Choosing Aperture

Discussion in 'Digital Photography' started by salvatore, Mar 4, 2008.

  1. salvatore macrumors member

    Joined:
    Aug 26, 2007
    Location:
    Massachusetts
    #1
    After several months of research, I picked up a Nikon D80 and two lenses (18-135mm and 55-200mm VR Nikkor) recently.

    Ive done a considerable amount of reading[1], and am curious about how others are deciding upon aperture values when doing basic 'walking around' shooting. By this I mean generally tripod-less and wanting to capture whatever is going on around you at the time. For example, I went walking through Boston last weekend taking photos and quickly found myself paying more attention to which aperture I should use for shots than what was going on around me.

    I have a clear understanding of aperture and its relationship to shutter speed, light, and ISO. What I found slightly overwhelming were the myriad aperture values to choose from and when to chose *just* the right one. Using aperture priority, I played around with several shots before moving to shutter priority and letting the camera pick the aperture value once I was metered properly.

    My question is: is there a rule of thumb for 'basic shots' Ive overlooked, or do I need to get in the habit of metering with my eyes first to reduce camera-adjustment time when shots present themselves?[2]

    I dont want to replicate a P&S, rather Id like to gain a more rapid understanding of what to choose and when.

    [1] Including Peterson's 'Understanding Exposure'.
    [2] Obviously this response is 'it depends'; its the various experiences of the board Im in search of, though.

    Images are here:
    http://sienar.org/v/album_002/?g2_page=4

    starting with _DSC0002.

    She's an old server, so be gentle.
     
  2. harcosparky macrumors 68020

    Joined:
    Jan 14, 2008
    #2
    Selecting an aperture is something you have to decide on for various shooting circumstances. Aperture determines DOF ( depth of field ).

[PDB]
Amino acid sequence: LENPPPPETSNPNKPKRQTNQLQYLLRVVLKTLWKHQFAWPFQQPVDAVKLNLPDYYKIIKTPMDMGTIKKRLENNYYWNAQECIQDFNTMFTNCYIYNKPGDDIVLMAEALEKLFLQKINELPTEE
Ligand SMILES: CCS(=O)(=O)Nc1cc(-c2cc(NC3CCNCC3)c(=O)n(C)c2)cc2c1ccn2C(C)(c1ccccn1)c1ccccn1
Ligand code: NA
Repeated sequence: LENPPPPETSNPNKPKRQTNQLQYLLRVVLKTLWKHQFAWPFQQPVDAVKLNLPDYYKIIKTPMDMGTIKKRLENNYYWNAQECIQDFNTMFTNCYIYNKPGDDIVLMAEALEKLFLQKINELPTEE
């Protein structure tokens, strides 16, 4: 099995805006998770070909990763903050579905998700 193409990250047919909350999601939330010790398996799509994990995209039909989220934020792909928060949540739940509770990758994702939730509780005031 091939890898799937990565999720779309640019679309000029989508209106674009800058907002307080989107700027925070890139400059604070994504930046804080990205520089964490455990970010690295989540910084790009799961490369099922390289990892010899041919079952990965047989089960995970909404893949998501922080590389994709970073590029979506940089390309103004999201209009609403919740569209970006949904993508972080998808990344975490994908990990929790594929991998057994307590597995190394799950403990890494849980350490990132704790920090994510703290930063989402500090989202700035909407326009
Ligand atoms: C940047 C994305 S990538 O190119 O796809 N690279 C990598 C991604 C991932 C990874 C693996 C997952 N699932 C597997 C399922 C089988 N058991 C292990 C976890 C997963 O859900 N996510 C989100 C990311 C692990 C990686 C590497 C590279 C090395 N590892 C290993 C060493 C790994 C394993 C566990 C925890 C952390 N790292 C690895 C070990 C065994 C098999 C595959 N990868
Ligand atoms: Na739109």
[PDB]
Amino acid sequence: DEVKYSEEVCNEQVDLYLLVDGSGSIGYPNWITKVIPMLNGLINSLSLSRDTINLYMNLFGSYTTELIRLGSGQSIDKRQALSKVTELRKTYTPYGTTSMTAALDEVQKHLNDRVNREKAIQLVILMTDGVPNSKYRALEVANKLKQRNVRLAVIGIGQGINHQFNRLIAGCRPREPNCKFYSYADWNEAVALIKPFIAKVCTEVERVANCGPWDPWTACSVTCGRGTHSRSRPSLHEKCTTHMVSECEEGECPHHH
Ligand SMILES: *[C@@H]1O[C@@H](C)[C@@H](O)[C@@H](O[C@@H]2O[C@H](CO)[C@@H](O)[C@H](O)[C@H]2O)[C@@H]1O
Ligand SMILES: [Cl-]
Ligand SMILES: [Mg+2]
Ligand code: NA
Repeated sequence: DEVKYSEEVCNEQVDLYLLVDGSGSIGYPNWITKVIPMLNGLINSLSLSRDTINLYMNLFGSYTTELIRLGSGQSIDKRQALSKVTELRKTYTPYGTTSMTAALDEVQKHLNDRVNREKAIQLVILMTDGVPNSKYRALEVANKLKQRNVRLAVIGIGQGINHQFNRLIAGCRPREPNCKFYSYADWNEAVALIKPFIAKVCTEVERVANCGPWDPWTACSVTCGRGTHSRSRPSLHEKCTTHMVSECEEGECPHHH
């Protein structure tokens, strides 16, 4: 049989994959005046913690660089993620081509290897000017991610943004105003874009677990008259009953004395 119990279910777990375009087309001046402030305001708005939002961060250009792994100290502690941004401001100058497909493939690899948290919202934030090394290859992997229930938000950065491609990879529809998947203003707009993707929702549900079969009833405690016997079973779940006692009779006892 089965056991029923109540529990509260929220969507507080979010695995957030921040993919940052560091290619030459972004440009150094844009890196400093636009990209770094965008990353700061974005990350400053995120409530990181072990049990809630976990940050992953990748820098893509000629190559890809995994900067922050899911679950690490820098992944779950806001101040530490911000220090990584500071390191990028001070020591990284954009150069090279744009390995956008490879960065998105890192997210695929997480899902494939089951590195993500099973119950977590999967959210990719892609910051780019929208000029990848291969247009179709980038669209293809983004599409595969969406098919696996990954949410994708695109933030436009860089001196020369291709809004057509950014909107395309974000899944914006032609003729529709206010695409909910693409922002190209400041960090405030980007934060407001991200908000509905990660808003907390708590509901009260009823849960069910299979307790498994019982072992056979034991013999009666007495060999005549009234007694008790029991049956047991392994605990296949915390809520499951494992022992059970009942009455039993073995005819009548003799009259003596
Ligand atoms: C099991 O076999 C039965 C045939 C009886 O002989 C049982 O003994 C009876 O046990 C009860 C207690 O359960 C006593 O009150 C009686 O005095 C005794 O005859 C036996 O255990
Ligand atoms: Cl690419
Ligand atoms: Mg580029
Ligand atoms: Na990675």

Decades ago, before the advent of auto-focus and digital manual lenses had a 'chart' on the near the mount. It would show you the DOF for a given aperture.

    I am not a good teacher, though I understand DOF and aperture affects, here is an online tutorial explaining it in detail.

    http://digital-photography-school.com/blog/aperture/

    Go to that site and snoop around, I am sure there is some interesting reading there.

    I snagged two pics from that site to give you an example of the effect aperture has on depth-of-field.

    First one is a f/22, second one is at f/2.8
     

    Attached Files:

  3. phiberglass macrumors 6502a

    phiberglass

    Joined:
    Oct 3, 2007
    #3
    That's a great example ^^

    I usually shoot in Aperture Priority mode, or TV to adjust shutter speed for action shots and panning shots, and sometimes manual, but I'm not a full manual guy yet :(
     
  4. salvatore thread starter macrumors member

    Joined:
    Aug 26, 2007
    Location:
    Massachusetts
    #4
    Thanks for the link; I'll definitely do some reading.

    I understand the effect aperture has on DOF for images such as the posted example; its the larger scale scapes I seem to have a mental block for. As phiberglass said, Im not a manual person either...yet.